William Davies : Rugby Player

Discussion in 'Sportsmen & women' started by Dolphin, Sep 12, 2009.

  1. Dolphin

    Dolphin New Member

    This is one of a series of posts to mark the international Rugby players who served in, and survived, The Great War. If anyone has further information on the men concerned, I’d be most grateful if it could be added to the thread.

    Gareth


    Davies, William John Abbott
    (‘Dave’) played for England

    Internationals: 22 : 1913 SA- W+ F+ I+ S+ ; 1914 I+ (1t) S+ F+ (1t) ; 1920 F+ (1t) I+ S+ ; 1921 W+ (1d) I+ S+ F+ ; 1922 I+ F= S+ (1t) ; 1923 W+ I+ (1d) S+ F+ (1d)

    William Davies was born on 21 June 1890, in Pembroke, Wales.

    Played as a Fly-half for: Royal Naval Engineering College Keyham, Royal Naval College Greenwich, United Services Portsmouth, Royal Navy, Hampshire

    Profession: Royal Navy

    War service: HMS Iron Duke in Grand Fleet, transferred to HMS Queen Elizabeth, on the staff of the Commander in Chief, Grand Fleet.

    Remarks: Played for the Officers of the Royal Navy v the Officers of the Army in 1911 (22-13), 1912 (16-8), 1913 (18-8) and 1914 (14-26). He Captained England 11 times. At Greenwich he won the Championship as the best athlete of the year. He made his first appearance with Cyril Kershaw for Grand Fleet v Rest of the Navy in 1919; they later made a record 14 appearances as the England halfback pairing. Played in the Centenary match at Rugby School 1923. Played v France in 1923 while in Paris on his honeymoon – and dropped a goal. Teetotaler. Author of 2 books: Rugby Football 1923 and Rugby Football and How to Play It 1933.

    He died on 26 April 1967
  2. liverpool annie

    liverpool annie New Member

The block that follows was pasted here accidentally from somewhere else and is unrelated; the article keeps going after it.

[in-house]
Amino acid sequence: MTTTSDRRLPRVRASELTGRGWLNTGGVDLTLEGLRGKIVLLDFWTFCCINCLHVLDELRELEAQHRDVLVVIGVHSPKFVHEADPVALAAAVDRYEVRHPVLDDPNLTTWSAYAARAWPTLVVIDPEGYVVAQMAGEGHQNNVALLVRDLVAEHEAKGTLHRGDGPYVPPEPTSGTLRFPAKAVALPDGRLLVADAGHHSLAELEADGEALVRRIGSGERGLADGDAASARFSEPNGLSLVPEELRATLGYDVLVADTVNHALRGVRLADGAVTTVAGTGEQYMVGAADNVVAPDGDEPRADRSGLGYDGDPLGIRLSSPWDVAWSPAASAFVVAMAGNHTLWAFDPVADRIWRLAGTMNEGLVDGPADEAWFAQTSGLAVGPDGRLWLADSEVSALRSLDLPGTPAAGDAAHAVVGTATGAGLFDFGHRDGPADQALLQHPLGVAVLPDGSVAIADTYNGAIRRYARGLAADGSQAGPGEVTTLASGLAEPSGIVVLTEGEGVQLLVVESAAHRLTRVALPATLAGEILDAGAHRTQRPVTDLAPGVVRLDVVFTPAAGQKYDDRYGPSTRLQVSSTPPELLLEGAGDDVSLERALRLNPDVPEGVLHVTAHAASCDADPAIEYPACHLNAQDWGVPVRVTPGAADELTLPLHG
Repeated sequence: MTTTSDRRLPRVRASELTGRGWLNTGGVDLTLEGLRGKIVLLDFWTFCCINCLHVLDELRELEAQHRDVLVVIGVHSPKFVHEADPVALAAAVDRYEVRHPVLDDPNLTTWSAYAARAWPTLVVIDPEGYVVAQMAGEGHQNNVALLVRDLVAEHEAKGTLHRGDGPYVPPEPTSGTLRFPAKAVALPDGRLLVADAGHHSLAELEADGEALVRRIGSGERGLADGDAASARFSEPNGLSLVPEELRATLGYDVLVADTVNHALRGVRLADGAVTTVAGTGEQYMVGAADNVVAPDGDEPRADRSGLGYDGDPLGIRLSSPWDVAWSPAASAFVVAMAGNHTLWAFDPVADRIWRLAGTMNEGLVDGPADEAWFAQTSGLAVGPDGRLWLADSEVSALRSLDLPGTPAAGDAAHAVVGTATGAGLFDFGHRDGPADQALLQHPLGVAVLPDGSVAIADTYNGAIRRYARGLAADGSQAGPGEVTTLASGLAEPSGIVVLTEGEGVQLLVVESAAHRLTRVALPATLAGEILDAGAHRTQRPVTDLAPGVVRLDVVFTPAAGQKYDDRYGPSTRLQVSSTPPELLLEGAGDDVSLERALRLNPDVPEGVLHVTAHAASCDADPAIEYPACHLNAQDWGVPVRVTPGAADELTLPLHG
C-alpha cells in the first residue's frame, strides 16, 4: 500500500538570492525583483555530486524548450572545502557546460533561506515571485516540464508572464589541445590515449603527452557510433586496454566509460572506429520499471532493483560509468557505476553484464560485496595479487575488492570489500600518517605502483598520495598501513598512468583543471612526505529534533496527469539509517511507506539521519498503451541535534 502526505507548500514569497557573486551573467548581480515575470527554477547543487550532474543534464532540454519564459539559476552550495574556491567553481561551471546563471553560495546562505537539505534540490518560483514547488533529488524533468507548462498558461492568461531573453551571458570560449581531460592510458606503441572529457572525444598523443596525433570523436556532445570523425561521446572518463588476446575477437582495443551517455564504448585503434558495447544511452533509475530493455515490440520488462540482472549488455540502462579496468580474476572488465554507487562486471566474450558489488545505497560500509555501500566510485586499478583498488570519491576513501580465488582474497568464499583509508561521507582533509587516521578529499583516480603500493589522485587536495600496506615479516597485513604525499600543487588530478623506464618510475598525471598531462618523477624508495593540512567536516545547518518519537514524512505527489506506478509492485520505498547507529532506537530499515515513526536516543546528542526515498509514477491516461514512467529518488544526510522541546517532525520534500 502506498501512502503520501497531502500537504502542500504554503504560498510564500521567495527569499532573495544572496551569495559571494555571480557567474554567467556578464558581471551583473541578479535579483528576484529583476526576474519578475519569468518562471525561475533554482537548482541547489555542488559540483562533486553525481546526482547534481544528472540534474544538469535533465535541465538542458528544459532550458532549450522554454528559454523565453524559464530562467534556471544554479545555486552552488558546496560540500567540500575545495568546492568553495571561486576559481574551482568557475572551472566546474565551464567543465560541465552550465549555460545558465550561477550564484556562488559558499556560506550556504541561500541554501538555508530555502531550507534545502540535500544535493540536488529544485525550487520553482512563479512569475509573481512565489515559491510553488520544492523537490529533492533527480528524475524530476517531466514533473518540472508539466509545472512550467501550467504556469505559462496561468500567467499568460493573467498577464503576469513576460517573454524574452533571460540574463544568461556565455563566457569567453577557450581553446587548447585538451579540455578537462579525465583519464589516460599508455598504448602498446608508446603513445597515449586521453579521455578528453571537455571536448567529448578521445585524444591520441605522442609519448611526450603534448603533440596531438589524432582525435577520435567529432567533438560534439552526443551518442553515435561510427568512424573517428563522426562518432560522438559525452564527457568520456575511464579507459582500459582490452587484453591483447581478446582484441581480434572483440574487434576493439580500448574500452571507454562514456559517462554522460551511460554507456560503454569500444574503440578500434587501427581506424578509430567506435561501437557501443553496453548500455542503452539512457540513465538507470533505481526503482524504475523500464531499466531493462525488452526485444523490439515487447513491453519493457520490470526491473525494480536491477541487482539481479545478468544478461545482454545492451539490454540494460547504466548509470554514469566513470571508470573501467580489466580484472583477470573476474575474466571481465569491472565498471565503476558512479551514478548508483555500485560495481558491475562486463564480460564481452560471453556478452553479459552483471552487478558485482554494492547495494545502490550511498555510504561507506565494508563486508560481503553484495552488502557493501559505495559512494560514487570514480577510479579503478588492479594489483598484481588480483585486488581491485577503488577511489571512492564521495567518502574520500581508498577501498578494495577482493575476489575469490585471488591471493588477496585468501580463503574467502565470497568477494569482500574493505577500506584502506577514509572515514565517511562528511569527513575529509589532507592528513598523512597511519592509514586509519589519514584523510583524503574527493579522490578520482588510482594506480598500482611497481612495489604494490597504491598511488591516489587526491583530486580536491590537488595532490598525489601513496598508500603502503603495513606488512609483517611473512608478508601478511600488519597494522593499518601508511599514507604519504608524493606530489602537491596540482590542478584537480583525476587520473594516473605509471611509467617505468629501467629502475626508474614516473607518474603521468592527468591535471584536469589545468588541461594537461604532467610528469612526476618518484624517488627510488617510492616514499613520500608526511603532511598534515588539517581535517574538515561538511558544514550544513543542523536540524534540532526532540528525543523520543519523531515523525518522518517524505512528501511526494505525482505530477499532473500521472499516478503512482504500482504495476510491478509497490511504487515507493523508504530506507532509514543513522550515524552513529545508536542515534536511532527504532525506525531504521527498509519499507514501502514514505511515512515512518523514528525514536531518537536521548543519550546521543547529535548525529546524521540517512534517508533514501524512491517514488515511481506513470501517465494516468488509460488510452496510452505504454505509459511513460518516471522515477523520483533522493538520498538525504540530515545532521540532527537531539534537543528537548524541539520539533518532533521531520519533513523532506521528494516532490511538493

3. liverpool annie

    liverpool annie New Member

    William John Abbott Davies OBE was an England international rugby union footballer playing at fly-half.

    Davies was born in Pembroke, Wales, and originally played for Pembroke Dock Harlequins before he played for England starting in 1921. He was part of the England team that won the Grand Slam in both 1921 and 1923. During his time playing he earned 22 caps, making him England's most capped fly-half until Rob Andrew overtook him. He played half of his matches as captain. During his 22 matches at international level, he was never on a losing side.

    Outside of Rugby, Davies served as a naval officer aboard HMS Iron Duke and HMS Queen Elizabeth during World War I, for which he was awarded an OBE in 1919. Davies also was offered to play at Wimbledon, but declined the offer to focus on his rugby.

    Wall of Fame

    Dave Davies – born in Pembroke in Wales in 1890 – who led England to the Grand Slam in 1921 and 1923. He was England’s most capped fly-half with 22 appearances until Rob Andrew’s emergence towards the end of the 20th century, and he captained his country on 11 occasions His career was interrupted by the First World War, when, as a naval officer, Davies served aboard HMS Iron Duke, then HMS Queen Elizabeth and was appointed OBE in 1919 in recognition of his naval duty.

    http://www.rfu.com/microsites/museum/pdfs/edwards_davies.pdf

Share This Page